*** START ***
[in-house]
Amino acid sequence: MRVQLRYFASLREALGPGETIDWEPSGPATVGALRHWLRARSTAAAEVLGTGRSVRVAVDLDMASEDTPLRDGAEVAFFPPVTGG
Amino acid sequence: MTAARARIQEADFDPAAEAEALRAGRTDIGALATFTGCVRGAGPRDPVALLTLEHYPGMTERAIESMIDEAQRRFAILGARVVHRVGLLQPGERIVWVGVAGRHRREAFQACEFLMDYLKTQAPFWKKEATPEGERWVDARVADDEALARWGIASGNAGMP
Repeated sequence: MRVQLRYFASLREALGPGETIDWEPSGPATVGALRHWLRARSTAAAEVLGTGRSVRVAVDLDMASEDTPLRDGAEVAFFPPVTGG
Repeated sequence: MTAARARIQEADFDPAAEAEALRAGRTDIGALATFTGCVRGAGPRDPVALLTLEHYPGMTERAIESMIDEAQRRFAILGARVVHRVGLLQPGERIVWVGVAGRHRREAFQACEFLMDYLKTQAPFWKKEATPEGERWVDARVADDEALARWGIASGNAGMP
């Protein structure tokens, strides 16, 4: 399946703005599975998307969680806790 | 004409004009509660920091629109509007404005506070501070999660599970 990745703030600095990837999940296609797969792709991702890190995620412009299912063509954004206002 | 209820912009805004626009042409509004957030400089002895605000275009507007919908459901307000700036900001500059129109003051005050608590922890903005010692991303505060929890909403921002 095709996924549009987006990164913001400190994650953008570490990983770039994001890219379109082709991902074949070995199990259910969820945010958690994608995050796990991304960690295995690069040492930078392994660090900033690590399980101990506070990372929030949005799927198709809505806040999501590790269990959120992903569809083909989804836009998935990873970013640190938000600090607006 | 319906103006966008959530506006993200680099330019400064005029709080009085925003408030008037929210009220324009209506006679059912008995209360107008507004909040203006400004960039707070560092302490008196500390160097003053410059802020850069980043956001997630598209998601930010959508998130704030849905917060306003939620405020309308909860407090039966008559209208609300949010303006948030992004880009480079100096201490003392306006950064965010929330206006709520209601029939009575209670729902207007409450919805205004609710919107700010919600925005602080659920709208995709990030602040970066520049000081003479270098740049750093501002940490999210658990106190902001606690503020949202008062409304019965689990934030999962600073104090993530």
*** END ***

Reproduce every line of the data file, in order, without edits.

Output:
[in-house]
Amino acid sequence: MRVQLRYFASLREALGPGETIDWEPSGPATVGALRHWLRARSTAAAEVLGTGRSVRVAVDLDMASEDTPLRDGAEVAFFPPVTGG
Amino acid sequence: MTAARARIQEADFDPAAEAEALRAGRTDIGALATFTGCVRGAGPRDPVALLTLEHYPGMTERAIESMIDEAQRRFAILGARVVHRVGLLQPGERIVWVGVAGRHRREAFQACEFLMDYLKTQAPFWKKEATPEGERWVDARVADDEALARWGIASGNAGMP
Repeated sequence: MRVQLRYFASLREALGPGETIDWEPSGPATVGALRHWLRARSTAAAEVLGTGRSVRVAVDLDMASEDTPLRDGAEVAFFPPVTGG
Repeated sequence: MTAARARIQEADFDPAAEAEALRAGRTDIGALATFTGCVRGAGPRDPVALLTLEHYPGMTERAIESMIDEAQRRFAILGARVVHRVGLLQPGERIVWVGVAGRHRREAFQACEFLMDYLKTQAPFWKKEATPEGERWVDARVADDEALARWGIASGNAGMP
């Protein structure tokens, strides 16, 4: 399946703005599975998307969680806790 | 004409004009509660920091629109509007404005506070501070999660599970 990745703030600095990837999940296609797969792709991702890190995620412009299912063509954004206002 | 209820912009805004626009042409509004957030400089002895605000275009507007919908459901307000700036900001500059129109003051005050608590922890903005010692991303505060929890909403921002 095709996924549009987006990164913001400190994650953008570490990983770039994001890219379109082709991902074949070995199990259910969820945010958690994608995050796990991304960690295995690069040492930078392994660090900033690590399980101990506070990372929030949005799927198709809505806040999501590790269990959120992903569809083909989804836009998935990873970013640190938000600090607006 | 319906103006966008959530506006993200680099330019400064005029709080009085925003408030008037929210009220324009209506006679059912008995209360107008507004909040203006400004960039707070560092302490008196500390160097003053410059802020850069980043956001997630598209998601930010959508998130704030849905917060306003939620405020309308909860407090039966008559209208609300949010303006948030992004880009480079100096201490003392306006950064965010929330206006709520209601029939009575209670729902207007409450919805205004609710919107700010919600925005602080659920709208995709990030602040970066520049000081003479270098740049750093501002940490999210658990106190902001606690503020949202008062409304019965689990934030999962600073104090993530």